"For the domestic teams, it's the biggest race of the year of us. So it's disappointing. Now we have only seven days instead of eight. We thought we had a good chance with this stage, because it wasn't necessarily for the climbers or for the sprinters. There are so many people who work behind the scenes on this race, I feel really bad for them. There just wasn't any good way to go about it. For tomorrow, I wish they'd just make an announcement tonight saying we'll start in Nevada City or something. It's frustrating us riders not knowing."
Jeff Louder, BMC Racing Team:
"It is disappointing considering what could have been. I think it was the right choice. You have to race within reason. If it has been raining and 40 degrees, we would have raced. I really liked the course; I wish we could have raced for the spectators.
"I was surprised. I thought we were going to race. They had announced that there was two minutes to go to the start. Then, they put the AEG guy on the microphone and he said no race, we're not going to race. I honestly believe it was his call, everyone can have an opinion, but it's his decision. I think it was the right one. It would have been nice to know in advance but it was hard to know. I think everyone wanted the race to happen. Bikes have a very small contact point; they don't really work well in snow and ice. It'll still be a great race, it starts tomorrow."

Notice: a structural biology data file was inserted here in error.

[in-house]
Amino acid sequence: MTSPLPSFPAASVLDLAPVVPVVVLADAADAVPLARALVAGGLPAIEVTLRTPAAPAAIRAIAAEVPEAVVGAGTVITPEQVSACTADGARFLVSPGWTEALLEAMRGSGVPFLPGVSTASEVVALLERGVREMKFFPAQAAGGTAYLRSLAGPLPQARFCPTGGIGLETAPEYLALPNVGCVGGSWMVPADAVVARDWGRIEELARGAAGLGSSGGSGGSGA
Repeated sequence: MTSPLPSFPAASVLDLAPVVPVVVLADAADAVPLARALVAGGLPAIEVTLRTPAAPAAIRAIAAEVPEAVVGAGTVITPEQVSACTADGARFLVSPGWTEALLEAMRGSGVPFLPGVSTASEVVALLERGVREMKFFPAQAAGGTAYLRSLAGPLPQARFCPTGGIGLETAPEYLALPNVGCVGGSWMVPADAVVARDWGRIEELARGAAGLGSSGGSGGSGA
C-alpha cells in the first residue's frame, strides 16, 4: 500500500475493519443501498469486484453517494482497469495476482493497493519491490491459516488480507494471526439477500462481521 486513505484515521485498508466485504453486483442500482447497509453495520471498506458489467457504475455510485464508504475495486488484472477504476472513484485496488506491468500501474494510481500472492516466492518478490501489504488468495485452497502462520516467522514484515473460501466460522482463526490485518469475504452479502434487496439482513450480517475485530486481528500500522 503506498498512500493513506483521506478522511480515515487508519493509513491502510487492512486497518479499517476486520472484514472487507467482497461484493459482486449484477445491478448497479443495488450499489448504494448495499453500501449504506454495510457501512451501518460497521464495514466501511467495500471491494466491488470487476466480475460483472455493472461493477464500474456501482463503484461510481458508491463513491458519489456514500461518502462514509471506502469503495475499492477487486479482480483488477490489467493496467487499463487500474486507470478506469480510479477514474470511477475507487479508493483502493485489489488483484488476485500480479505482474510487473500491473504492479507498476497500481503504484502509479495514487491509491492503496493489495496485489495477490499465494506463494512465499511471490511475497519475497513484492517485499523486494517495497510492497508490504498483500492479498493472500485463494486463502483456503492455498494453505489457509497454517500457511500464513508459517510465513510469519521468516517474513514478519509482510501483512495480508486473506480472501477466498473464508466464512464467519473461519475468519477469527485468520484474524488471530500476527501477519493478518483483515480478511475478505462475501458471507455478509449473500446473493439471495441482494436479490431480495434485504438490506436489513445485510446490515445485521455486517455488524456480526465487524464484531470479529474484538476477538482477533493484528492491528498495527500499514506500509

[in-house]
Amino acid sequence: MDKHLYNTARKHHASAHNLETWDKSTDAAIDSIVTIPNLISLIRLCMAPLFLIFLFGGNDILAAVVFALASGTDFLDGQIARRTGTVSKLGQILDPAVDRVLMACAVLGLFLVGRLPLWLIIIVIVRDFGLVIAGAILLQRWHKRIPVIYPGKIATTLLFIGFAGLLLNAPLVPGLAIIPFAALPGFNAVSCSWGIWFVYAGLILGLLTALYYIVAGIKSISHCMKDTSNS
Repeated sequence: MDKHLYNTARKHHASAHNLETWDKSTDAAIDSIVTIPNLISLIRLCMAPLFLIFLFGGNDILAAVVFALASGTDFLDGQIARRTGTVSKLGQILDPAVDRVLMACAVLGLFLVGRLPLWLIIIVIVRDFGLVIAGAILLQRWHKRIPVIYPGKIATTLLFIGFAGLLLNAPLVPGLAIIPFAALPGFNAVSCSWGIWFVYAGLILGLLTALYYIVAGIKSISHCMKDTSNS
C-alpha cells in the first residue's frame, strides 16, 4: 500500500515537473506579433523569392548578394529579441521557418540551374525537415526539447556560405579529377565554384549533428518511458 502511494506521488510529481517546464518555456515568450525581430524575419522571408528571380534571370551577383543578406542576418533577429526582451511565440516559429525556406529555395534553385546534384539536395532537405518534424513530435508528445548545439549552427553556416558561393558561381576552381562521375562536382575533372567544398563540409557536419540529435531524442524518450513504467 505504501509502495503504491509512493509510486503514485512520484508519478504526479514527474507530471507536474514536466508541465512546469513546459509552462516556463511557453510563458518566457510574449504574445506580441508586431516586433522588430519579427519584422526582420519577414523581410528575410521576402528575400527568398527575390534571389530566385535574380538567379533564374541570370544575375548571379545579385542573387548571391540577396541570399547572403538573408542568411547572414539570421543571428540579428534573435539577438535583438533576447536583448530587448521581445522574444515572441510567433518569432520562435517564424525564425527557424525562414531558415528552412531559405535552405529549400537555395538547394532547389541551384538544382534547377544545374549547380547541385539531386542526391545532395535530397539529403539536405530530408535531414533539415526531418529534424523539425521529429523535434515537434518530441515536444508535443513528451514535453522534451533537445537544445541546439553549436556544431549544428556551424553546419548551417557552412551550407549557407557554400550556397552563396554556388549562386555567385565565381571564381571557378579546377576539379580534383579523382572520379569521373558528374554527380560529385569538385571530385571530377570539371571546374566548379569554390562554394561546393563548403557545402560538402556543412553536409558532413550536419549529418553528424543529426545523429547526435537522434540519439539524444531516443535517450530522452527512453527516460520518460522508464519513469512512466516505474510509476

Greg Henderson, Sky Procycling:
"For sure we made the correct decision. It can change so much up here so quickly. And the underlying fact is that it will still be an exciting race, but seven days long. Sorry, the fans didn't get to see a spectacle but I know the majority of them totally understand. We are not cruising around on mountain bikes. We are ripping around and there is a descent that we hit 100kph in training. Imagine 160-odd cyclists ripping down there in the snow. Scary stuff."
Brent Bookwalter, BMC Racing Team:
"I'm 100 per cent behind it. I definitely have an empty feeling in my stomach that we didn't race. We've been here riding all week, looking at the profile, imagining the beautiful race they had planned for us. It's one thing to go out and ride, but when you put 200 of the best, most determined cyclists in the world on the road with everything on the line... It's a group of strong-willed individuals. Seeing the pictures afterwards, come on guys, you couldn't have made this decision sooner? But seeing the fans who showed up, I think it was good to go to the start."
Meantime, many riders took to Twitter -
Ben Day, Kenda/5 Hour Energy:
"Back at hotel now. It's a shame that the stage was cancelled as Tahoe is beautiful, but we confirmed it was too dangerous by riding 30 minutes."
Taylor Phinney, BMC Racing Team:
"Today has been a "unique" day... to say the least. Wonder what tonight has in store for us! And tomorrow?? Donner Pass anyone? Ha ha."